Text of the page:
Thus, in accordance with the invention only a first one of the free shank regions of the hollow section is maintained on the rigid support means by screwed connections. Also, in order for the screwed connections not to be stressed in a harmful manner during impacts, there is provided in front of the screwed connections a support for the hollow section by the front portion of the rigid support means. In contrast the connection between the other or second free shank region of the hollow profile and the rigid support means is designed as an interlaced or hooked connection. This design preferably provides for the holding element to be formed so as to (1) grip the end of the second free shank region only on the side facing away from the first one of the free shank regions, (2) provide a clearance between the other side of the end and the holding element in order to permit the interlacing and (3) force the second free shank area preceding the holding element to bear against the rigid support means. The bracing of the second free shank region on the rigid support means may be obtained by projections on the rigid support means and the second free shank region, respectively, which are directed towards each other. In one embodiment of the invention the inner surface of the second free shank region, that faces the rigid support means and extends behind the point where the rigid support means braces it, is inclined in cross section relative to the rigid support means.
However, whatever structural means is used for the bracing of the second shank region, it must form a kind of swival axis which makes it possible during assembly to initially introduce the second free shank region into the holding element by utilizing the clearance between the latter and the rigid support means. This must be accomplished without any obstruction by the hook-shaped form of the holding element. After the second free shank region is inserted, the hollow section is swivelled in cross section until the first free shank region assumes a position that permits the screwed connection to be accomplished. Since the hollow section is comprised of a material that is deformable by the impacts to be absorbed, but is not deformable by the forces occurring during assembly, the swivelling of the hollow section by necessity results in a swivelling of the end of the second free shank region, until the hook shape of the holding element grips its end from the rear. The swivelling motion terminates once the hook-like rear grip is accomplished and/or when a portion of the first free shank region bears against the front portion of the rigid support means.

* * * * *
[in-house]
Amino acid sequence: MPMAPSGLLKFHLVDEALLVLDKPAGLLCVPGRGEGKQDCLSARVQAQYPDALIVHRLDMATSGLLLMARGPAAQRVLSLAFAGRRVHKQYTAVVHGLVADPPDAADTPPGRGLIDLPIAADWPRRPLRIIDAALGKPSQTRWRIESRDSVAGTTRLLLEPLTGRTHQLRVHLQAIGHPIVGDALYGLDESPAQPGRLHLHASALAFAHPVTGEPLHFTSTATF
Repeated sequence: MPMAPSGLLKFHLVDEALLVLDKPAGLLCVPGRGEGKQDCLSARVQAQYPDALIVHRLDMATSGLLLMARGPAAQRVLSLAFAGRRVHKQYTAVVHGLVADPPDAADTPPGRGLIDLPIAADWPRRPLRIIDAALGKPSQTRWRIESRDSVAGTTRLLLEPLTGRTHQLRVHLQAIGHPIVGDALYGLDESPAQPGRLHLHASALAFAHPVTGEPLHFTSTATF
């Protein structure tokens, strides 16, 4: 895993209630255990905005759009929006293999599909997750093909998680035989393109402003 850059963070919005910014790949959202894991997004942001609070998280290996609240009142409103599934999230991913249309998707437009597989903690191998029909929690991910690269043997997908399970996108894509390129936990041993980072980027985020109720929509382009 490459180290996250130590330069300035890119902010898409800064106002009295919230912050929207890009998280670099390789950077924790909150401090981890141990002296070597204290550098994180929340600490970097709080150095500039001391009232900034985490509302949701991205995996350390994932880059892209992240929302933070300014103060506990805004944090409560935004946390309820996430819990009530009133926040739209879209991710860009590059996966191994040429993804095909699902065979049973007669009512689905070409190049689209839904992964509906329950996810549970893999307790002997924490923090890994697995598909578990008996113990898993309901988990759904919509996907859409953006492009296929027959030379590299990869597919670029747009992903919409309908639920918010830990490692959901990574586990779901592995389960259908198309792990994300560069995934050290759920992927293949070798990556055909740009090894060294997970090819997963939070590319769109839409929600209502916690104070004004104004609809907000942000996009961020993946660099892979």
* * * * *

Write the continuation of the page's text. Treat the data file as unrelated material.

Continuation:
Assembly is rendered easier if the second free shank region, which is hooked together with the holding element, is longer in cross section than the first free shank region. This embodiment of the invention offers the additional advantage that in the event of impact, the second free shank region, which is supported by the holding element, can curve outwardly along its portion from outside the holding element to the reinforcing ribs.